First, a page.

When I started this blog, I cited one of the main reasons as legacy – looking back for the benefit of looking forward. For many years now I have particularly and deeply thought about my mother on my birthday. Next month will mark seven years since my Mum died in palliative care in Brisbane. I shared fifty years with Mum, those baby ones that I don’t recall, snippets of early childhood then a whole mash of memories and feelings which make up a life.
My birthday is the sixth day of September. It was a home birth with a midwife in attendance at 848 Argyle Street in Glasgow, Scotland. Incredibly, this was the common practise of the era. If a woman’s first hospital delivery was without complications, subsequent births would be at home with the midwife in attendance. Fathers were not present in the birthing room. Certainly during those tough years in Glasgow, men were not necessarily able to leave work nor be in communication with the home. Childbirth was a women’s domain. I do know that my father was home given the early morning hour I made my entrance. More than once my mother told me the story of how the progressive midwife called my father into the room and passed me to him fresh from the state of birth. He did not receive a cleaned, sweetly wrapped baby girl! When I was younger I was embarrassed by this, when I was older I wished I had asked my father what that was like for him.
I didn’t always think about Mum on my birthday. Most of my birthdays were thinking about me – what would I get? What kind of cake would there be? We did not have parties though there was always something a bit special about dinner and a cake from the fabulous cake shop at Annerley. Just walking into this family run shop was a treat. Butterfly cakes with real cream and a dot of strawberry jam, buttery slices and trays of beautifully crafted cakes tempting locals from behind the spotless glass counter. The cake shop only changed hands when the owners became too elderly to run it. It turned into a ‘hot bread’ shop with sad looking mass produced buns and donuts.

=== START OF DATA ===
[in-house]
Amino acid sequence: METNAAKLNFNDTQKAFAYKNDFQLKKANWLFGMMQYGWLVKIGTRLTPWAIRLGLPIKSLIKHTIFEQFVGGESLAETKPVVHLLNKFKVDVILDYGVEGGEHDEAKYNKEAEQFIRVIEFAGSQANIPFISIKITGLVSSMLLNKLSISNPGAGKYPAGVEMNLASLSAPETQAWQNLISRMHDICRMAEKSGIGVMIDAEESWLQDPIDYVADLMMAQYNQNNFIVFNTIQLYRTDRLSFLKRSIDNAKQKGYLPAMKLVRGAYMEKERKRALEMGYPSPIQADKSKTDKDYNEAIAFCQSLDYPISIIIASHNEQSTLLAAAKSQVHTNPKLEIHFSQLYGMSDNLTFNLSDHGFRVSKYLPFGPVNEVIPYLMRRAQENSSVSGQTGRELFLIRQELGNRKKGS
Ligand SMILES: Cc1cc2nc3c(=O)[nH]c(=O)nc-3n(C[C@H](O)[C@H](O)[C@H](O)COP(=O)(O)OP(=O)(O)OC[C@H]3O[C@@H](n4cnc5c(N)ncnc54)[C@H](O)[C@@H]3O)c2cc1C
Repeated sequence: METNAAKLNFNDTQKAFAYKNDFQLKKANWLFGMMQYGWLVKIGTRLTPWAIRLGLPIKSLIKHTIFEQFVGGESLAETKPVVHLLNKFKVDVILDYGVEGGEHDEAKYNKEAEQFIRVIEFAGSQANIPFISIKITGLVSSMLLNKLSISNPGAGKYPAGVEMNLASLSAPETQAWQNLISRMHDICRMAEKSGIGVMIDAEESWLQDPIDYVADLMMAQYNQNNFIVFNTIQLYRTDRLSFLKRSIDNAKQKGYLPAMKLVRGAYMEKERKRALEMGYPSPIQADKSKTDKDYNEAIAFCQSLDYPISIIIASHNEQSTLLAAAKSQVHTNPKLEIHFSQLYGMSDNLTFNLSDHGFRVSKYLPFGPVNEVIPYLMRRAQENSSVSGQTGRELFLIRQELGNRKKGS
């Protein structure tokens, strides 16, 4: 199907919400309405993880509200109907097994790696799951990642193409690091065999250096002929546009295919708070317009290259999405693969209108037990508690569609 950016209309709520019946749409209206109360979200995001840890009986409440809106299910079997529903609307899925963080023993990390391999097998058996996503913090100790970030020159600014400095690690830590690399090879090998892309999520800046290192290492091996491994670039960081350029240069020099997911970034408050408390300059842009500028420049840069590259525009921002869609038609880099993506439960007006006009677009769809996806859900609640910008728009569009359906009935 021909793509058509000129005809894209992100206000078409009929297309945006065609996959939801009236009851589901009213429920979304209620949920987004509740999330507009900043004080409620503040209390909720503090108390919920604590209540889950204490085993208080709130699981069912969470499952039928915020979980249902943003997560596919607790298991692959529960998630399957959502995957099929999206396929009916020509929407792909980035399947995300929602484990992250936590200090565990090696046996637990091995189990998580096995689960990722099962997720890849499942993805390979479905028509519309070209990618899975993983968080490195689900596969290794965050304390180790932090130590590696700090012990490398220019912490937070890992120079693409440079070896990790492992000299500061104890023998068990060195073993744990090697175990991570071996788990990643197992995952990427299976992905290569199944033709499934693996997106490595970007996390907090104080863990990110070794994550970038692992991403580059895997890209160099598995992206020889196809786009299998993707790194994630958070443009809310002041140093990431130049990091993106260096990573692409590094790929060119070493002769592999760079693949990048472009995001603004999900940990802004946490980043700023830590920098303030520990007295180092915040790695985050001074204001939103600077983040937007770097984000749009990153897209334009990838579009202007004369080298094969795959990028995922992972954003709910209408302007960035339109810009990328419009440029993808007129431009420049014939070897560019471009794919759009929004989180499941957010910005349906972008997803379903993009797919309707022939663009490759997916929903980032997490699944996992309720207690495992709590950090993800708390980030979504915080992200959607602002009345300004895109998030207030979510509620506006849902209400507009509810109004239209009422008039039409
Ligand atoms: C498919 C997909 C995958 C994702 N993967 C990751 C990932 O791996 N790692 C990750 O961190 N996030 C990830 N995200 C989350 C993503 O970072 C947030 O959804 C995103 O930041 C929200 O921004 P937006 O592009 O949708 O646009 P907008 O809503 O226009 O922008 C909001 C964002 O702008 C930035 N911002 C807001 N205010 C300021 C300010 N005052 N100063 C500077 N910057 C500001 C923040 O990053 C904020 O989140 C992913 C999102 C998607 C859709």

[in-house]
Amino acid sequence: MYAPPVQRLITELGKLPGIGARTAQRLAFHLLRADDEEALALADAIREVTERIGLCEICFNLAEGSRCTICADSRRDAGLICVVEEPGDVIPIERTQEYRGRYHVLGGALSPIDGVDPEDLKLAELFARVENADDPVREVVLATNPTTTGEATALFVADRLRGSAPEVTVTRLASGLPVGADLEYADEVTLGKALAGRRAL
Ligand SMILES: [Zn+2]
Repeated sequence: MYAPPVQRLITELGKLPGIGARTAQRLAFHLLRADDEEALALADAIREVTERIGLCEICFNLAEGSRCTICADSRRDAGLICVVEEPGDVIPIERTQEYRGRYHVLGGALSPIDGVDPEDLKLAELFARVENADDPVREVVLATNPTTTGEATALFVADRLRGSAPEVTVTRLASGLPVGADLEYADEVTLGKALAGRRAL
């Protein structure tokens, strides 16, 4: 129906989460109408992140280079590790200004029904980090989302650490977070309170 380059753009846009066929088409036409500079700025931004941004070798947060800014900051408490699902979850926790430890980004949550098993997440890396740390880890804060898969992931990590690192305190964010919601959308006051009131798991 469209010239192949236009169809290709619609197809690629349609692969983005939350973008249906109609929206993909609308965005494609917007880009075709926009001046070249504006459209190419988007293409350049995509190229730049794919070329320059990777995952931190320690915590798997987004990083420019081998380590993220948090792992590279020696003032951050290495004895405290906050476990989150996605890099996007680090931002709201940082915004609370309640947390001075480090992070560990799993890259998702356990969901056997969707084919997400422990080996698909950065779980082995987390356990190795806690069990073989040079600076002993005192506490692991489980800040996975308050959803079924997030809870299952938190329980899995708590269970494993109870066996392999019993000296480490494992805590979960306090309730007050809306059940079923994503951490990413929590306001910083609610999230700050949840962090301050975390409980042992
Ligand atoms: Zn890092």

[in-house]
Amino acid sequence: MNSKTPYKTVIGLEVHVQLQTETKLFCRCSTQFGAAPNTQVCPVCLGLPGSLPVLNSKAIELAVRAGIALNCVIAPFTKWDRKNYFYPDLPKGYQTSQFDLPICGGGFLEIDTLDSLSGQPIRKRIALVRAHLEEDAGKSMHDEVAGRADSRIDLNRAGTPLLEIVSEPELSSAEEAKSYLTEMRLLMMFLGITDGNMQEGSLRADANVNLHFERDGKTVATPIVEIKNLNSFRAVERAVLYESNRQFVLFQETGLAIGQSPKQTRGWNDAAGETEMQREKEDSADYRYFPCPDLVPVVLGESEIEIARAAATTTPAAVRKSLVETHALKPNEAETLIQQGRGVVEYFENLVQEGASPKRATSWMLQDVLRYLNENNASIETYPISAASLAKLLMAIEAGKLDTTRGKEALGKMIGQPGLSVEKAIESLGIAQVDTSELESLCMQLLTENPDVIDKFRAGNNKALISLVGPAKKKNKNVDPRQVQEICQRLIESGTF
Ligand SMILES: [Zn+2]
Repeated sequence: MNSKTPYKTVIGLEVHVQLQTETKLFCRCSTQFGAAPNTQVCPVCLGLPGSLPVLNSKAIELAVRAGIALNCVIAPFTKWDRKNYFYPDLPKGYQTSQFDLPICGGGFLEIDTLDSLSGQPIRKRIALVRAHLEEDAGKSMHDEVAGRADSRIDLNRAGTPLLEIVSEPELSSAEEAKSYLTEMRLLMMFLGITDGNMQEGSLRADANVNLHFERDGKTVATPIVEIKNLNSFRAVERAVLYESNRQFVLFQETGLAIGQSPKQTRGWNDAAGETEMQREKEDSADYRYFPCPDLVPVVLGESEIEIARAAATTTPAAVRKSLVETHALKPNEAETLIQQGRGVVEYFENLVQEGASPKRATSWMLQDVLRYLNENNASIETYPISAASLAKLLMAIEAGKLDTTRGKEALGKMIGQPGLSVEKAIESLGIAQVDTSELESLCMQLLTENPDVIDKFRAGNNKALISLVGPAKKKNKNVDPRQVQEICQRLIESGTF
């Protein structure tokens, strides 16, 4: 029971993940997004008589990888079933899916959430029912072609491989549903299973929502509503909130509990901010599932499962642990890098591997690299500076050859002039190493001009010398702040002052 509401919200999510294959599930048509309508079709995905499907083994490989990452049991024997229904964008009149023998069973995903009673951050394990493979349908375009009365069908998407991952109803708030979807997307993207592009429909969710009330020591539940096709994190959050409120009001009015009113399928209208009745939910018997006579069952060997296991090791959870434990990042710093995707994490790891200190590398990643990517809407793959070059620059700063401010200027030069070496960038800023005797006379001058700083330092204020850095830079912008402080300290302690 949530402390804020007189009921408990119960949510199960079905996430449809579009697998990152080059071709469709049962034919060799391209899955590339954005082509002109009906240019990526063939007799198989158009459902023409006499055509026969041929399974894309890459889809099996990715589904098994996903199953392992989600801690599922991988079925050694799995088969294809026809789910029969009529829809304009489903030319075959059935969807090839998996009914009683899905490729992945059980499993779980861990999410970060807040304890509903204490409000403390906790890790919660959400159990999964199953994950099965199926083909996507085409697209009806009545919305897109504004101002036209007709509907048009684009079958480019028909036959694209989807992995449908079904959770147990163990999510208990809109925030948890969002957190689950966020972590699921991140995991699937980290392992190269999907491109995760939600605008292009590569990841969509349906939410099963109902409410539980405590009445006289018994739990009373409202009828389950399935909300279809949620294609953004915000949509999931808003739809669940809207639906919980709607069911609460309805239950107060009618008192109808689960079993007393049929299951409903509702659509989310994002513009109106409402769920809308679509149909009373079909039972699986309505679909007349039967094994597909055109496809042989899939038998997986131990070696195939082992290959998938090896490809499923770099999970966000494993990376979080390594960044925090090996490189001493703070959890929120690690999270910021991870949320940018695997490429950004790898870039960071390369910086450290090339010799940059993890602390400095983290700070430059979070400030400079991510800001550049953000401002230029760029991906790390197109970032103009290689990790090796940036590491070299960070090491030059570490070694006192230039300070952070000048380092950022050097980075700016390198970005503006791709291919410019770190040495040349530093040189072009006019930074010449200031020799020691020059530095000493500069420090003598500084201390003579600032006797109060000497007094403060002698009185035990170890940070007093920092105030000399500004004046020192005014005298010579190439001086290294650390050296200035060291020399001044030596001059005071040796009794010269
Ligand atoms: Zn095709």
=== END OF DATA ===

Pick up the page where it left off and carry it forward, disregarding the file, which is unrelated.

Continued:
Last night when I awoke after midnight, I did think of Mum. I was trying to imagine how she must have been feeling fifty-seven years ago in labour with baby number four. My Mum was just twenty-five. In the house that night my siblings would have been fast asleep. My sister was five, my big brothers four and two. In another hour my Mum would be recovering from birth with a new born and three little ones to look after. At twenty-five I was in my second year of a teaching degree, working part time in the cash office at Target (back in the days where we would collect the cash from the registers – easily counting and banking tens of thousands of dollars on a busy Saturday morning when the stores closed at noon) and living nearly eight hundred miles from Mum and Dad’s home. We were in our third year of marriage, we had a dog, hosted dinner parties that went into the wee hours and were not even close to thinking of having one baby, let alone a house load of kids! My Mum had endless energy and could never leave a job undone though I must imagine that she would have had moments when she wondered how long it would be until we all grew up.
So today Mum is on my mind. I have missed her for seven years and before that I lived a life that took me miles and continents away from her. She was not perfect my Mum, nor am I – who is? Mum was a softie, could be talked into most things, never ever set out to upset anyone or be hurtful. She was clever but uneducated and nursed that missed opportunity with regret. My Mum knew better than anyone how to have a roaring good time. She was a fabulous dancer and as a young woman lived for the Friday night dance at the Palais in Scotland. Mum sang beautifully, whether peeling potatoes or sitting on my Dad’s lap with a rowdy bunch of Scots at the Caledonian Club. She was happiest in the garden and grew marigolds. Mum never complained about weeding and after three kids myself I discovered that if you are out in the garden weeding – everyone tends to leave you in peace! I think Mum knew that too!
It’s my birthday Mum and I am thinking about you. I’m not sad Mum though I miss you so much. I’m just truly glad that I have so many stories and memories to put my mind on. I know I am blessed to have those. So thanks Mum, thanks for my birthday and Mum, happy day of my birth.